Monthly Archives: April 2014

“Some part of art is the art of waiting”

The poet Ted Kooser — who won the Pulitzer Prize after he retired — knows something about art and waiting. However, that doesn’t mean he’s a calm poet. His poem “Memory” starts like this: “Spinning up dust and cornhusks as it crossed the … Continue reading

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“It was the kind of question that starts a landslide in the mind.”

What was the question?  Was it profound?  Shocking?  Revealing? Turns out, it’s all of these, and it’s laced with British humor.  The question was, “Do we need a cup of tea?” This comes next: “She sounded puzzled and distressed and I began to realize … Continue reading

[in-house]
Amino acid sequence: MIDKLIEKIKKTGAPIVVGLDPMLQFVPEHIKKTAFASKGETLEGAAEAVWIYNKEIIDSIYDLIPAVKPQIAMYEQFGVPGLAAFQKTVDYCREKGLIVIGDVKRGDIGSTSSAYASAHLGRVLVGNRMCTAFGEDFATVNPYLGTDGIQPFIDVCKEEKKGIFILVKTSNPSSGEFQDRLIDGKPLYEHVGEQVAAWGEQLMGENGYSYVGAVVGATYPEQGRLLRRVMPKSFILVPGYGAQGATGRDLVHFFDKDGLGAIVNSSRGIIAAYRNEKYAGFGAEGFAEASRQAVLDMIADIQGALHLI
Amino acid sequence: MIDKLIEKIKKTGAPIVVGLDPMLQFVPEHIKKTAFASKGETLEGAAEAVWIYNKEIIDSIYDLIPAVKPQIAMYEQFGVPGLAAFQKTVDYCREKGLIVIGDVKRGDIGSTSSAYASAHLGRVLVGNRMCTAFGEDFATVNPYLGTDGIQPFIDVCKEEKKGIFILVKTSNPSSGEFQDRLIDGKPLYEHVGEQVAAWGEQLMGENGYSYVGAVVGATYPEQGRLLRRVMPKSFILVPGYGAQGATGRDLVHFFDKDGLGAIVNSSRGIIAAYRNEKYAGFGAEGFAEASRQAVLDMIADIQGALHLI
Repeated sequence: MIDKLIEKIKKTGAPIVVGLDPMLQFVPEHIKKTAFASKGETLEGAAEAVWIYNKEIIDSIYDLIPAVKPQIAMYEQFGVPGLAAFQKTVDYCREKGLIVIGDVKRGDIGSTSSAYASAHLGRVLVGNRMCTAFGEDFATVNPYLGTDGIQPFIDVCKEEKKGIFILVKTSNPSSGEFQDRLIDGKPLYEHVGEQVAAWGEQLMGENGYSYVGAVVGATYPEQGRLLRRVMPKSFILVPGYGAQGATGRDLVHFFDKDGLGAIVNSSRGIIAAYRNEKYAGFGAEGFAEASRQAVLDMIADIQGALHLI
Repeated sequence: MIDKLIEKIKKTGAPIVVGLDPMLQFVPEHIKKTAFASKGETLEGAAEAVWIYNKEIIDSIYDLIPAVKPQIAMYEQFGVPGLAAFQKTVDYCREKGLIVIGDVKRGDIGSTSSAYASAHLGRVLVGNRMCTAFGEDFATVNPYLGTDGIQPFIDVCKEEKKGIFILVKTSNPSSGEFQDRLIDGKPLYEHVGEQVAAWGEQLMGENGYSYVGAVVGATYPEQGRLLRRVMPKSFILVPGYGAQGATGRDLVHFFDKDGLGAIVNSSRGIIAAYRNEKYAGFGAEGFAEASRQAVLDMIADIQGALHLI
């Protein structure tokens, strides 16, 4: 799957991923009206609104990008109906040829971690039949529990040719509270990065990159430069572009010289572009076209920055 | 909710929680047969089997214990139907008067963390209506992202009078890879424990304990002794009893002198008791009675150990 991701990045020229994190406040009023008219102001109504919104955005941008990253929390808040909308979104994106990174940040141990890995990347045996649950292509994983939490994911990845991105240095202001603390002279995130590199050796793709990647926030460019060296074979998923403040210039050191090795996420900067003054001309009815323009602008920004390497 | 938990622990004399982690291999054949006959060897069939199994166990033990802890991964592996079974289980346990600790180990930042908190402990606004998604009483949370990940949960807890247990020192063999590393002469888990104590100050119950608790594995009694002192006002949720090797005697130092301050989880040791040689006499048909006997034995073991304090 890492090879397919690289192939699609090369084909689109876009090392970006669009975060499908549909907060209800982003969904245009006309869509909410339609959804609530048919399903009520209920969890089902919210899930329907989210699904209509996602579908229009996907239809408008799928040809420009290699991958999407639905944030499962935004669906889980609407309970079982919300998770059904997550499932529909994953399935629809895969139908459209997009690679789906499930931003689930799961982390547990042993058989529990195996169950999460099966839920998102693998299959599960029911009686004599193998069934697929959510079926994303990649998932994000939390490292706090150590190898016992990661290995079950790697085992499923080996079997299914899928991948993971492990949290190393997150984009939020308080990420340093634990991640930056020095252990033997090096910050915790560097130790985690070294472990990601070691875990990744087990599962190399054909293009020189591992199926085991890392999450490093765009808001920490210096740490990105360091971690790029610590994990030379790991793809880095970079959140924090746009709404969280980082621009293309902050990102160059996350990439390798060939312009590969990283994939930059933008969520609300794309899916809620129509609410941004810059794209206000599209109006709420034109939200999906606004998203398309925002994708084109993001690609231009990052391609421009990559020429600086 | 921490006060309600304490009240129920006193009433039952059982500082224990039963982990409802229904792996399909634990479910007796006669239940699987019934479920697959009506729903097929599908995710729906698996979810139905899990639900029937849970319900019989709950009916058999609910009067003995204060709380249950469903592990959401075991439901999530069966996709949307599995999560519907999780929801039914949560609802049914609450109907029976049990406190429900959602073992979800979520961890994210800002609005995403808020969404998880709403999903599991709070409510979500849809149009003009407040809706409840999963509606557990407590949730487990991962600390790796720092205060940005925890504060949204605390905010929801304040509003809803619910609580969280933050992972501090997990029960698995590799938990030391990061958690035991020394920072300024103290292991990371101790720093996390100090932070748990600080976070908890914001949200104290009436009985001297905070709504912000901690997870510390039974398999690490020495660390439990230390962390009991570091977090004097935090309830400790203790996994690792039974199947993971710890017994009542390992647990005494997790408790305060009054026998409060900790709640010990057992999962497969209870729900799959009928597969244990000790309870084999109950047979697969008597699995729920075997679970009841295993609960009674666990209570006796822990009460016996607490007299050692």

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“For the most part, we are going about learning in the wrong ways.”

The authors tell us that going over and over something is “a time-consuming study strategy that yields neglibile benefits at the expense of much more effective strategies that take less time.” (15) What works better? Quizzing yourself, or writing a … Continue reading

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“The name of the author is the first to go, followed obediently by the title, the plot…”

The poem “Forgetfulness” by Billy Collins continues: “the heartbreaking conclusion, the entire novel which suddenly becomes one you have never read, never even heard of, as if, one by one, the memories you used to harbor decided to retire to … Continue reading

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